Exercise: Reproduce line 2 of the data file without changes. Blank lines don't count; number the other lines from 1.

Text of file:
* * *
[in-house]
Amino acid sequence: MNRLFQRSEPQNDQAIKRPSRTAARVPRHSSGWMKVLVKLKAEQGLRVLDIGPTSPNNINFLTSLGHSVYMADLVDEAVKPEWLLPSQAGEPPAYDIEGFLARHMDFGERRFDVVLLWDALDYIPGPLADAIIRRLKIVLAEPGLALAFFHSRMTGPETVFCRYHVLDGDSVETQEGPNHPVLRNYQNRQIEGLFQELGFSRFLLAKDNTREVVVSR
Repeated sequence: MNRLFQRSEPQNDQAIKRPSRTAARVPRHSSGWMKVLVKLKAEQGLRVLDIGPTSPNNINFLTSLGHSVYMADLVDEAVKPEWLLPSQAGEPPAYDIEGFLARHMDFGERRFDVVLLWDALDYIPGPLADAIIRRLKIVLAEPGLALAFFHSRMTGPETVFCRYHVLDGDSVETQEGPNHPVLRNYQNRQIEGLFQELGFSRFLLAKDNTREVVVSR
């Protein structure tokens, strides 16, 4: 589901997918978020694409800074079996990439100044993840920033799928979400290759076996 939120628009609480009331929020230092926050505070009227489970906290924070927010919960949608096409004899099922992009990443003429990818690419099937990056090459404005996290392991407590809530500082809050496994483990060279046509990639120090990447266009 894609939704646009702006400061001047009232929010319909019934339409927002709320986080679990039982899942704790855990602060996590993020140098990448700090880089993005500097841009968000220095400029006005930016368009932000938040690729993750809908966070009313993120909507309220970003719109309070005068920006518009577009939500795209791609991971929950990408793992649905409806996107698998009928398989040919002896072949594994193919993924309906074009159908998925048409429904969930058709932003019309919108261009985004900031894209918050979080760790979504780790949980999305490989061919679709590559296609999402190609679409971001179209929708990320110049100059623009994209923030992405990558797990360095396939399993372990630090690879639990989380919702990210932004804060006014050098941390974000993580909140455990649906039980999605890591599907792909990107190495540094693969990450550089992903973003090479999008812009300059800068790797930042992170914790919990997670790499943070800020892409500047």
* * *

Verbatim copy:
Amino acid sequence: MNRLFQRSEPQNDQAIKRPSRTAARVPRHSSGWMKVLVKLKAEQGLRVLDIGPTSPNNINFLTSLGHSVYMADLVDEAVKPEWLLPSQAGEPPAYDIEGFLARHMDFGERRFDVVLLWDALDYIPGPLADAIIRRLKIVLAEPGLALAFFHSRMTGPETVFCRYHVLDGDSVETQEGPNHPVLRNYQNRQIEGLFQELGFSRFLLAKDNTREVVVSR